Re: NANFA-- Live food for the Aquarium
Mon, 7 Feb 2000 19:13:17 EST

In a message dated 2/7/00 10:03:33 AM Pacific Standard Time, writes:

> Unfortunatly, raising larger foods is limited unless you have yard space
> for a pond and a small garden.
> Worms can be "raised" in a garden that is shaded and well watered. Here is
> what I do to boost my worm population. All winter dump your compostable
> items right on the garden ( when the worms are dormant), till this and any
> dead leaves in yard in the spring. Keep a small compost pile for the rest
> of the year, spread this on the garden in the fall and that will be tilled
> in the spring as well. Of course growing vegatables here is a good idea.
> Minnows and killifish can fill a pond full of small fish to feed your
> fish throughout the warm months. Have thick weed growth and lots of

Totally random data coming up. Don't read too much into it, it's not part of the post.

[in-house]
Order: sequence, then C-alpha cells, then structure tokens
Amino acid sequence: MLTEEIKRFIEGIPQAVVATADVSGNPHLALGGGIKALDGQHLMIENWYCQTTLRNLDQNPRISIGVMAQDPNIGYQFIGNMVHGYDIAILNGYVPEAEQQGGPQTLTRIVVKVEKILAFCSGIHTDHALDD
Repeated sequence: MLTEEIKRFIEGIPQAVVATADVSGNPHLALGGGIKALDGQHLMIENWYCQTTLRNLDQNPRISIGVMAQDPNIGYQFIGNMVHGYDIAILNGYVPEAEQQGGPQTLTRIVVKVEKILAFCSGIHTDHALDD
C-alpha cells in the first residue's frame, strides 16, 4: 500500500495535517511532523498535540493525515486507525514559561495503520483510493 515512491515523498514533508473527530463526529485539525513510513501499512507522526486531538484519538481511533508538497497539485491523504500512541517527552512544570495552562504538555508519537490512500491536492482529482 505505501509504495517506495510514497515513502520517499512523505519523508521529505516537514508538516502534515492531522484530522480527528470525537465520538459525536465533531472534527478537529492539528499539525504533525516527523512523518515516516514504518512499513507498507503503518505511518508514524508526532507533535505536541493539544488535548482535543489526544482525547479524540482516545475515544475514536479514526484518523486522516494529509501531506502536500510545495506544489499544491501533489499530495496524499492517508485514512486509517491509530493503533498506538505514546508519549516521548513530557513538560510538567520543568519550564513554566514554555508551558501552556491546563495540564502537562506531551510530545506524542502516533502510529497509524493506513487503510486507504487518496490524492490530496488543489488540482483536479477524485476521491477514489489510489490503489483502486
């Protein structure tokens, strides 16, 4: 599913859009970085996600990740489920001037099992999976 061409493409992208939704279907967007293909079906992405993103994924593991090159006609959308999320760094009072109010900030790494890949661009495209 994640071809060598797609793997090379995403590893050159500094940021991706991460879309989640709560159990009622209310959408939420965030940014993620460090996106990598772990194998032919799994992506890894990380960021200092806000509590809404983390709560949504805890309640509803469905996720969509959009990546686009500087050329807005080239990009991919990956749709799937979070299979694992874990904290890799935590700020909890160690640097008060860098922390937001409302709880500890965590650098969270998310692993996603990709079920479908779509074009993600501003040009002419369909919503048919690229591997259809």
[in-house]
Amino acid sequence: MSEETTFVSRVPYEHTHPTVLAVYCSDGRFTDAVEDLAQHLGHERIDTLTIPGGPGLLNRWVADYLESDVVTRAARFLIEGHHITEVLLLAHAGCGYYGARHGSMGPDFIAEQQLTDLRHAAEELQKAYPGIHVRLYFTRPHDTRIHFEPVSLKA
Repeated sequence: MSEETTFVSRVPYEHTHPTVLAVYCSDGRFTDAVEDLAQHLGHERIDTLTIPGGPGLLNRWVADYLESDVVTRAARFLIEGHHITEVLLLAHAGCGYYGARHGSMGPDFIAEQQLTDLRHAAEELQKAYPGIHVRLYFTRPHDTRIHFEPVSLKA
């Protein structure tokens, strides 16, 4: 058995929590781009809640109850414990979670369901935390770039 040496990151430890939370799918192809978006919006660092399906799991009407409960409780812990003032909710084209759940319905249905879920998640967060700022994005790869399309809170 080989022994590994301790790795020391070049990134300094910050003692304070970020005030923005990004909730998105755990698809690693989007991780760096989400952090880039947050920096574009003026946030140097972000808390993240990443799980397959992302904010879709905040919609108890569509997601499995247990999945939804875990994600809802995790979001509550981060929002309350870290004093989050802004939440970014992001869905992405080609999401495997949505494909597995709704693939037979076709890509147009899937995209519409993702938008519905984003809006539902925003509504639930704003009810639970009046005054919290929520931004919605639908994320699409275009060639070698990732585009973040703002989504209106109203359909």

> crevices made of driftwood and rocks. current over the rocks helps for
> certain species. Another smaller fishless pond can be used for daphnia.
> Bloodworms and glass worms should show up naturally, as will mosquito
> larvae if there is some decomposing vegatation on the bottom. Not too much
> that it fouls the water.
> Once you get the Idea of how the worms and daphnia grow outdoors this
> should be able to be duplicated in doors. If the pond is deep enough, the
> fish should make it through the winter. A stock tank heater will keep the
> pond from getting to cold, but are expeensive to run. I am hoping to find
> a cheap

Ray I have a catalog for a place that sells "KITS" to raise worms,
butterflies and other things, they actually sell to schools and such, but the
worm raising kits are really good the average price is $49.00 to 69.99? Can't
remember now, and you raise worms and make compost for the garden at the same
time. If anyone wants the number for the place I'll post it.

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